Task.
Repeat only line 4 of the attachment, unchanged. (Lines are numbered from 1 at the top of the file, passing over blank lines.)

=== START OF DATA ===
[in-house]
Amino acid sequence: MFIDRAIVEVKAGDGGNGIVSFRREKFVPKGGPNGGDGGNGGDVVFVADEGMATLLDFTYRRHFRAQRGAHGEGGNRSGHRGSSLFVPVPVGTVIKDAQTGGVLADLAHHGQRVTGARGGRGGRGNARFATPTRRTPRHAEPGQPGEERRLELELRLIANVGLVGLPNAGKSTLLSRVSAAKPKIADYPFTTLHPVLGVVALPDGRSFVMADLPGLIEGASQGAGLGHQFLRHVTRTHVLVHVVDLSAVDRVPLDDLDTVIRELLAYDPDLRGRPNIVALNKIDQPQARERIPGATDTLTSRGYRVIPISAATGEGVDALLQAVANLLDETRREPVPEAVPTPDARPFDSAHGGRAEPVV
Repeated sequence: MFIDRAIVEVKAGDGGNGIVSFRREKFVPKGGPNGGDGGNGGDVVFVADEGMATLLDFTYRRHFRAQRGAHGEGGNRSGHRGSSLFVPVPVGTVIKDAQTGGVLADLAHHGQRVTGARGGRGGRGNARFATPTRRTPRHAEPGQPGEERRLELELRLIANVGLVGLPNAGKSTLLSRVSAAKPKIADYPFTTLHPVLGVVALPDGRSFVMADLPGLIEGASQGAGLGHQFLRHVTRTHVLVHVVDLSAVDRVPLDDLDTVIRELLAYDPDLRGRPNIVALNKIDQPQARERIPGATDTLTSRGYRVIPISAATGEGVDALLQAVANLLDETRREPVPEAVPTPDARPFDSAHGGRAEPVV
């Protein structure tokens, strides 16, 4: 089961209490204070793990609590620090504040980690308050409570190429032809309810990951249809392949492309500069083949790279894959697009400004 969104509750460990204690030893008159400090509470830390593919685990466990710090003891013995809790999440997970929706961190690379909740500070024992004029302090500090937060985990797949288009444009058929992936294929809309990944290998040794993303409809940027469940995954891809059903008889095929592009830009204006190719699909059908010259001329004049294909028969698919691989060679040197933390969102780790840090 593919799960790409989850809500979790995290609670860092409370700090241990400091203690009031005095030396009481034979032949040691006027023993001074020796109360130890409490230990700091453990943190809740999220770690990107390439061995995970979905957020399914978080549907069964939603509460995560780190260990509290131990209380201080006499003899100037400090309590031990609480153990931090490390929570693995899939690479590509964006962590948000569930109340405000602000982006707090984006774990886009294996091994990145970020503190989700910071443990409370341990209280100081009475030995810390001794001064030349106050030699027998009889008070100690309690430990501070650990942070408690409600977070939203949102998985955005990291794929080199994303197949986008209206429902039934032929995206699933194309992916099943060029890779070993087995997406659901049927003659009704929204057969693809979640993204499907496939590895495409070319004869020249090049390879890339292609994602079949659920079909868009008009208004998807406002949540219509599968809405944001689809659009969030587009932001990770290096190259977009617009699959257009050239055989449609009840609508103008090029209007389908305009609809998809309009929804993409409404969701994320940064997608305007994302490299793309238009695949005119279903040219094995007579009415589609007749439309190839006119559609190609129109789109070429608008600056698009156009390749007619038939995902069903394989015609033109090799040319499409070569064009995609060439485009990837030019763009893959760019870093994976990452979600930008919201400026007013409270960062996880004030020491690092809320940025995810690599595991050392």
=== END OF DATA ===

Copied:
């Protein structure tokens, strides 16, 4: 089961209490204070793990609590620090504040980690308050409570190429032809309810990951249809392949492309500069083949790279894959697009400004 969104509750460990204690030893008159400090509470830390593919685990466990710090003891013995809790999440997970929706961190690379909740500070024992004029302090500090937060985990797949288009444009058929992936294929809309990944290998040794993303409809940027469940995954891809059903008889095929592009830009204006190719699909059908010259001329004049294909028969698919691989060679040197933390969102780790840090 593919799960790409989850809500979790995290609670860092409370700090241990400091203690009031005095030396009481034979032949040691006027023993001074020796109360130890409490230990700091453990943190809740999220770690990107390439061995995970979905957020399914978080549907069964939603509460995560780190260990509290131990209380201080006499003899100037400090309590031990609480153990931090490390929570693995899939690479590509964006962590948000569930109340405000602000982006707090984006774990886009294996091994990145970020503190989700910071443990409370341990209280100081009475030995810390001794001064030349106050030699027998009889008070100690309690430990501070650990942070408690409600977070939203949102998985955005990291794929080199994303197949986008209206429902039934032929995206699933194309992916099943060029890779070993087995997406659901049927003659009704929204057969693809979640993204499907496939590895495409070319004869020249090049390879890339292609994602079949659920079909868009008009208004998807406002949540219509599968809405944001689809659009969030587009932001990770290096190259977009617009699959257009050239055989449609009840609508103008090029209007389908305009609809998809309009929804993409409404969701994320940064997608305007994302490299793309238009695949005119279903040219094995007579009415589609007749439309190839006119559609190609129109789109070429608008600056698009156009390749007619038939995902069903394989015609033109090799040319499409070569064009995609060439485009990837030019763009893959760019870093994976990452979600930008919201400026007013409270960062996880004030020491690092809320940025995810690599595991050392």